The 218-year-old York sandstone Calder Hebble Navigation Warehouse, close to the heart of Wakefield, has been given a new lease of life from a £4.8million restoration project carried out by York and Manchester-based building conservation specialists William Anelay.
The grade II* listed building underwent a complex 80 week programme of works that has seen it converted into 3,200m2 of office and retail space as part of the £100million Wakefield Waterfront Project.
Anelay started on site at the warehouse in 2007 on behalf of phase developers CTP St James.
Anelay Operations Director Tony Townend says: “The warehouse is actually two separate buildings constructed at different times and joined at a later date to provide covered unloading areas for the barges that navigated the canal.
“The two buildings, over time, had moved apart so our first task, before any of the other major structural works could begin, was to underpin the external and internal walls, which was made all the more difficult due to the fact that groundworks were below water level and the warehouse is next to the river.”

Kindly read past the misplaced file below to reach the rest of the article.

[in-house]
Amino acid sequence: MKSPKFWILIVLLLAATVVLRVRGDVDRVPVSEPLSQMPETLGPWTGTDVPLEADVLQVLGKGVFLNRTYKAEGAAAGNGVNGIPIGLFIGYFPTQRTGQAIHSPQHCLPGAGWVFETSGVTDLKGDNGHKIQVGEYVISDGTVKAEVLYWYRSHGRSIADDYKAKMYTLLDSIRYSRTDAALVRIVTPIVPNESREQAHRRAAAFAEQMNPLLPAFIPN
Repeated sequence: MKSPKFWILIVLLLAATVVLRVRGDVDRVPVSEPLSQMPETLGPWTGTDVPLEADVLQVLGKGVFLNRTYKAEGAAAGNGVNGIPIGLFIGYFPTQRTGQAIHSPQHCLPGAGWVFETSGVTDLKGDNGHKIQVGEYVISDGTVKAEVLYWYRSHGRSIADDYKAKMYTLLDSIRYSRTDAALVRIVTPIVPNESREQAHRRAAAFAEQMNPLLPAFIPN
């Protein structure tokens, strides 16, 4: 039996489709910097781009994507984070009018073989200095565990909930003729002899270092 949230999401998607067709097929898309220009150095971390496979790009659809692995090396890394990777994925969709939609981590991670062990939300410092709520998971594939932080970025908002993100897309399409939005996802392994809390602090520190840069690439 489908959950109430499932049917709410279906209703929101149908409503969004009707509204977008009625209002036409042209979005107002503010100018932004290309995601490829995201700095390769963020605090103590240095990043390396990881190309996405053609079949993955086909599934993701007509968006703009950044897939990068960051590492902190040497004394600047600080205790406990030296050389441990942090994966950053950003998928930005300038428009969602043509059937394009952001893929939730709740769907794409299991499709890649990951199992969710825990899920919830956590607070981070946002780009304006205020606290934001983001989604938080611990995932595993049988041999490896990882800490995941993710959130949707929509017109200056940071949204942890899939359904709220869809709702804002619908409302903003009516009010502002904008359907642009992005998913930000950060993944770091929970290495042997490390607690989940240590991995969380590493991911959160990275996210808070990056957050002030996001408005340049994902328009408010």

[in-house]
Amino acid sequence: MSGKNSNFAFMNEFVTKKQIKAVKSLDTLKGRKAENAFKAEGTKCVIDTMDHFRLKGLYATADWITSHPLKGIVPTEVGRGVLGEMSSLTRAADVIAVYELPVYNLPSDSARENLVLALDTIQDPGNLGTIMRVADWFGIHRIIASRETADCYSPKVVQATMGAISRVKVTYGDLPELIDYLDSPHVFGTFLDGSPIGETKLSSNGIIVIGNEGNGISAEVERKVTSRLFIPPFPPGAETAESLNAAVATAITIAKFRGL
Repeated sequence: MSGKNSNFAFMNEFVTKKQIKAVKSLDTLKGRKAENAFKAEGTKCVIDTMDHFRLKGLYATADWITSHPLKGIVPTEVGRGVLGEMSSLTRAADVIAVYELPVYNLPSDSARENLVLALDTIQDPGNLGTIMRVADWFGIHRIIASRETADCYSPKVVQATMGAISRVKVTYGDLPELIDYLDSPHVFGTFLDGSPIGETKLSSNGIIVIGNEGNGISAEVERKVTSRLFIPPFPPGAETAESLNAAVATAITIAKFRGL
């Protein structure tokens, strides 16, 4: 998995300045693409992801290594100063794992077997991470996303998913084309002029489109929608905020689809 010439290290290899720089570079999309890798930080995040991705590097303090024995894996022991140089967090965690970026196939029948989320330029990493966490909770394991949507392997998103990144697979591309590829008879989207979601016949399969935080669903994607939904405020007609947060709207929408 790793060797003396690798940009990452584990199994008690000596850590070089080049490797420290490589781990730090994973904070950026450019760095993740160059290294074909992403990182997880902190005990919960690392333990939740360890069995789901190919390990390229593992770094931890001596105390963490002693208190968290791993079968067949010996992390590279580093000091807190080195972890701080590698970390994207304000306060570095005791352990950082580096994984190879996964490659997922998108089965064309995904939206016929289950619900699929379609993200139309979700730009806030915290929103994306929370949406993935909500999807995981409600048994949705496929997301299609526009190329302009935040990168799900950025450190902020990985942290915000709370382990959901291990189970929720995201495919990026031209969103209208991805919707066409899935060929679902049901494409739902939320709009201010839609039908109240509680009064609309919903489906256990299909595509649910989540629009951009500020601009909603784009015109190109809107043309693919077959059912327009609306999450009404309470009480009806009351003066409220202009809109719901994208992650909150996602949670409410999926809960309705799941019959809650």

Where new stonework was required, Woolley Edge sandstone was supplied by Barnsley company Farrar.
An attractive atrium area has been created with a glazed roof to provide a bright welcome to the four-storey building.
Tony adds: “One of the major challenges was the erection of a mass of cantilevered scaffolding directly above the canal with an exclusion zone marked out with buoys in the water to heed the safe passage of traffic on the River Calder.
“Another complexity was the lack of working space and access imposed due to neighbouring developments.”
William Anelay’s MD Vernon Carter commented: “It’s been a complicated and demanding project that has drawn on all of our in-house skills and resources but the end result is a building that Wakefield can be truly proud of.”